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Influx of games slows with the end of holidays

December 30, 2011
By JEREMY KINS - Gaming Critic for the Herald-Star , The Herald-Star

Another holiday season has come and gone, and with the end of the year approaching it marks the beginning of a tremendous slog through games new and old alike.

Now into the spring is typically when the gaming "drought" hits, as developers and publishers have pushed out their triple A titles in time for hungry consumers to buy and wrap for underneath the trees.

This drought isn't a bad thing, however, and I welcome it in fact. While you'll never hear me complain about the ridiculous influx of quality gaming that flies in at and around the Christmas months, it's nice to be able to breathe for a minute and revel - and possibly fear - the stack of games that have been ceremoniously added to the collection.

Big games will release during this time, but not nearly with the frequency of past months, and I need that time to catch up a little bit before the likes of Mass Effect 3 hits my apartment with the force of a newborn child, consuming all that I consider free time.

For example, take a look at the titles I have to play, whether started but not finished, or still in the plastic wrapping:

Uncharted 3

Batman: Arkham City

Rayman Origins

Portal 2

Legend of Zelda: Skyward Sword

Yakuza 4

El Shaddai: Ascension of the Metatron

The Ico and Shadow of the Collosus HD Collection

A slew of indie titles on Steam

I don't even know where to begin, really. Yakuza 4 and the new Zelda will easily eat 80 hours of my life alone. I won't mind a bit, however. The quality of that list astounds me, and I'm thrilled to have to chance to spend so much time with such diverse gaming experiences.

Quite a few of those titles easily rank me into the "late to the party" category, but I'm all right with that. That list is a month's rent worth of finances. While I'd consider homelessness to buy them all at once, it wouldn't exactly be practical because I need a home and electricity to play them.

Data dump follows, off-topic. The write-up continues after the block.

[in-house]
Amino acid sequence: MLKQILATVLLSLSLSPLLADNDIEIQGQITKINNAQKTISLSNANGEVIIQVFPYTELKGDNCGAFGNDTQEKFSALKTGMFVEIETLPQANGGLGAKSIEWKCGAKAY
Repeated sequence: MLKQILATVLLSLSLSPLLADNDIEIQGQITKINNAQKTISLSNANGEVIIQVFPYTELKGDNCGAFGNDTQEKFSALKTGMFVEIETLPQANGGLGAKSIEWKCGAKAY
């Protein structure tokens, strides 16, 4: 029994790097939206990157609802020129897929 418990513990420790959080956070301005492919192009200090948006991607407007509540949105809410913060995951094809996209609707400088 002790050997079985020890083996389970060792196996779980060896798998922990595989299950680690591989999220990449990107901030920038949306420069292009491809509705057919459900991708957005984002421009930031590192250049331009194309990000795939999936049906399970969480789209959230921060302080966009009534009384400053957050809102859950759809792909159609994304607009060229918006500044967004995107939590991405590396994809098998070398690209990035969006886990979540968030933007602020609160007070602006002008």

I've spent half of the past month with my loved ones - friends and family - attending Christmas parties, shopping, being nice and all of that. Now, it's time to spend some time with virtual loved ones, however creepy that might sound to some, but I suspect if you're reading this column you know exactly what I mean.

I wish I was best friends with Nathan Drake, Sully was my uncle and yes, I have a huge crush on Elena. I wish Kazuma Kiryu was my adoptive father. I wish Link was my brother and we could ride horses through Hyrule every afternoon.

Isn't that what the Christmas season is all about? Wishes and hope? That's a bit off track, though.

The biggest obstacle comes in the form of time management. How do I even begin to manage my playthrough of each title? Do I play one at a time through to completion, checking each off a list? Or do I create a schedule and play each for set increments of time? Both have their benefits.

One at a time ensures adequate attention and the increased likelihood of actually completing the game without being distracted, but it also comes with the risk of boredom if the game doesn't grab me enough.

Scheduling requires a lot of work, but ensures a diverse and fair experience. It also requires discipline - something I'm sorely lacking most of the time.

I think the most logical way to go about it, for me at least, is to just play what I'm in the mood for, whenever I actually have the time to do it.

The options I've offered may work well for someone with a normal, set schedule, or someone with less obligation, but my life is hectic and game time is always up in the air, so I've got to play it by ear. Enjoy the time I have and all that.

If I want to be a superhero for the night, I'll thrown in Batman. Japanese mobster? Yakuza. Fantasy romantic? Zelda. Treasure hunting, sly-mouthed acrobatic? Uncharted.

It's a great time to be a gamer, even if it is a little overwhelming. How do you handle your Christmas game overload? Thoughts?

(Kins can be contacted at

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